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Old 11-07-2012, 03:02 AM   #211
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Originally Posted by Zippox View Post
I think putting them in the fridge for one to two days is the most common. I asked the bottling after pulling it out of the fridge question and I was told that it's fine to pull it out of the fridge and bottle it with the priming sugar. Once the bottle temps get to room temp, the yeast is happy and can start carbonating the bottles.

For testing carbonation, fill the first and last of the batch in two 16 oz bottles like you were describing, and when they are hard like when you first bought it then stove pasteurize all the bottles.

And yes, they need to be left out at room temp to carb up. The time this takes is between three and 24ish hours. So you need to have a free weekend when you get to the carbonating and pasteurizing because it's a guessing game for how long they will take to be ready.
Thanks for the information on this process. I made some great cider and then cold crashed it at about 1.00 two days ago. I added some honey to make it a bit sweeter, and planned to keep it in the fridge until it was consumed.

The only problem is that I made it a bit too sweet. So I'm going to bring it back to room temp. and let the yeast start up a bit until it dries out a bit. Once it does, I'll follow your instructions.
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Old 11-15-2012, 02:22 PM   #212
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Has anyone added frozen fruit to the primary in this recipe. I realize fruit isn't usually added to the primary because of flavor loss, but since there isn't a secondary here I figure there isn't another option. Also is 4-5 days enough time for the fruit to impart any flavor? I am thinking frozen blackberries and blueberries.

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Old 11-19-2012, 03:44 PM   #213
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Ugh... just add started going on a batch for this weekend and pulled some 1056 yeast from the fridge that I harvested this last weekend. I added some of the cider to the yeast in the jar to wake them while I cooked down the sugar into the cider. They mixed nicely but when I was done I looked over at the yeast and it was flat-packed to the bottom of the jar and completely separated from the juice. This is 1056, it doesn't flocculate that fast ever!! Looks like this cider had some sorbate or something in it that killed the yeast that wasn't on the label. Back to the store I go.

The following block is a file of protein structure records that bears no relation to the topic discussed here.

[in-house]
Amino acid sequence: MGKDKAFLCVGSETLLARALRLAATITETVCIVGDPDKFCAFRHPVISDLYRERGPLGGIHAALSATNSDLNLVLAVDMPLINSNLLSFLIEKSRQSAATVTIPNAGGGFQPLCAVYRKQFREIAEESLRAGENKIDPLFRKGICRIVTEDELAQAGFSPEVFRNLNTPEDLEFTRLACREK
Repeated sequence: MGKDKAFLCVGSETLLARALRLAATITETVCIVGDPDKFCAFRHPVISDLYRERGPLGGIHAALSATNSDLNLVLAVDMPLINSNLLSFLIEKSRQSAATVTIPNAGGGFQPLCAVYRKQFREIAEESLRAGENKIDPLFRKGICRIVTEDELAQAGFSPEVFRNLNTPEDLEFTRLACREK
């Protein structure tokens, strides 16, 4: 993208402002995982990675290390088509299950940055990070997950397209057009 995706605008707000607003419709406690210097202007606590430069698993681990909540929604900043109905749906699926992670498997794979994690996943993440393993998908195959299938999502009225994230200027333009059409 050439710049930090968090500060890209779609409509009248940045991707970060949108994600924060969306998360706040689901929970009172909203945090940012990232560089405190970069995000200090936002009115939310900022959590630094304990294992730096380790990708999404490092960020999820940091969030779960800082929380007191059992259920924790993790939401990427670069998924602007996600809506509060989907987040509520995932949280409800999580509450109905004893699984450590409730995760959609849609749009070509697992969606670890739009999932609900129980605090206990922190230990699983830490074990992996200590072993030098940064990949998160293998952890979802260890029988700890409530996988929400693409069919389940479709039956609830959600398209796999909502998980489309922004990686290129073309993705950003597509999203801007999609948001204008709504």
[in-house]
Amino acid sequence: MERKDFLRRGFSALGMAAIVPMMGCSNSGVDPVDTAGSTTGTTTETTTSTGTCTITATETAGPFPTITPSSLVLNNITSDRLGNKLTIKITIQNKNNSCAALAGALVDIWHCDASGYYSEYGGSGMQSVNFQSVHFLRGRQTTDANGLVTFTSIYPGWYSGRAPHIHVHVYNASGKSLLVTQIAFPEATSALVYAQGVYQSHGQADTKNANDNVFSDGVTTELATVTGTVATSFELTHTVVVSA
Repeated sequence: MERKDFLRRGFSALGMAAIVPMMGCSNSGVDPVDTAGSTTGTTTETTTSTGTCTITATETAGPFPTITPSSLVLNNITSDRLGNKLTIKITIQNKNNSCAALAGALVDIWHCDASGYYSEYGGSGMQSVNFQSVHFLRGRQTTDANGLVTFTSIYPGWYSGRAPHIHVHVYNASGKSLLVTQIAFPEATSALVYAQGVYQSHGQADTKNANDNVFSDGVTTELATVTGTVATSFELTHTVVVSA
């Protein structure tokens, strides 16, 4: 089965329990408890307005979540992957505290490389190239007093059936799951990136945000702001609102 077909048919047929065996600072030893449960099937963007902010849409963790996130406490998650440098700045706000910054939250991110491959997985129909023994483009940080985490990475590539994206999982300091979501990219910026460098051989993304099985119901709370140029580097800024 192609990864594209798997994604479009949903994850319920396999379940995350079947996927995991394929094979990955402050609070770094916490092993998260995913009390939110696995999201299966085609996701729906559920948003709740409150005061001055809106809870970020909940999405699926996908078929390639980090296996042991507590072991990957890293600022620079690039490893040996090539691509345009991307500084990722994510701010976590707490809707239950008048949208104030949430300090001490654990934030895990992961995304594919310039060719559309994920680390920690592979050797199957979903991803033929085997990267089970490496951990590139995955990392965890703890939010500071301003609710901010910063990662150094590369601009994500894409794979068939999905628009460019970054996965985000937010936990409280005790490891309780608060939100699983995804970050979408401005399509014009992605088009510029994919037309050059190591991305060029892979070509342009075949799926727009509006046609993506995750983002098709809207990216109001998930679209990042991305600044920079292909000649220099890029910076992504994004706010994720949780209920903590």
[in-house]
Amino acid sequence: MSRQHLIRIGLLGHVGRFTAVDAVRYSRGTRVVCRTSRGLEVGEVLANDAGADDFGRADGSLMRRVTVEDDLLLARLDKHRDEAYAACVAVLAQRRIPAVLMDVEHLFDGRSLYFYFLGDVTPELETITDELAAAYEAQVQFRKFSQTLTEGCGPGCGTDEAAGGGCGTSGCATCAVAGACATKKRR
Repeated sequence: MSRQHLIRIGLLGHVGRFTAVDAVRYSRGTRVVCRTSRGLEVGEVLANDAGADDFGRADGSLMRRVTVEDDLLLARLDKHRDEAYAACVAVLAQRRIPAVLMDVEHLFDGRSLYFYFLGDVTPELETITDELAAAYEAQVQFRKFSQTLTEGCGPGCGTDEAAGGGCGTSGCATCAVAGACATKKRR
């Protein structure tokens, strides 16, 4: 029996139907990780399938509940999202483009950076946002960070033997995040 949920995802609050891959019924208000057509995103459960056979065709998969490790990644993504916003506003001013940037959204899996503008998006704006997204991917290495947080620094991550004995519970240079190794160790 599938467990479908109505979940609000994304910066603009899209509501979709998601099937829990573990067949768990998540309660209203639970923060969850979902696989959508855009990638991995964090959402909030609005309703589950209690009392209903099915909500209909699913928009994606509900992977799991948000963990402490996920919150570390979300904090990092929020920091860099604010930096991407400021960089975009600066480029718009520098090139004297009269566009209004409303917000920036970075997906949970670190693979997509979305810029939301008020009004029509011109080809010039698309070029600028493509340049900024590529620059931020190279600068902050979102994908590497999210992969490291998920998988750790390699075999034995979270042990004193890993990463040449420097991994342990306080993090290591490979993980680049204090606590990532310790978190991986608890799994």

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Old 11-19-2012, 05:44 PM   #214
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I bottled mine this weekend. Put it together Wednesday night. OG was 1.060 and it was down to 1.010 on Saturday morning and still fermenting like crazy. After I bottled it up I stuck one in the fridge and drank it a few hours later. I can only describe it as watery. Not dry or sour. Just watery. I used whole foods brand unfiltered apple juice. what flavor there is tastes great. Just kind of disappointed. Maybe I will try another juice brand next time.

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Old 11-19-2012, 07:53 PM   #215
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Okay so I'm a total newb at this how do you Hydrate and Pitch yeast do we need to boil it then add it?

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Old 11-19-2012, 08:28 PM   #216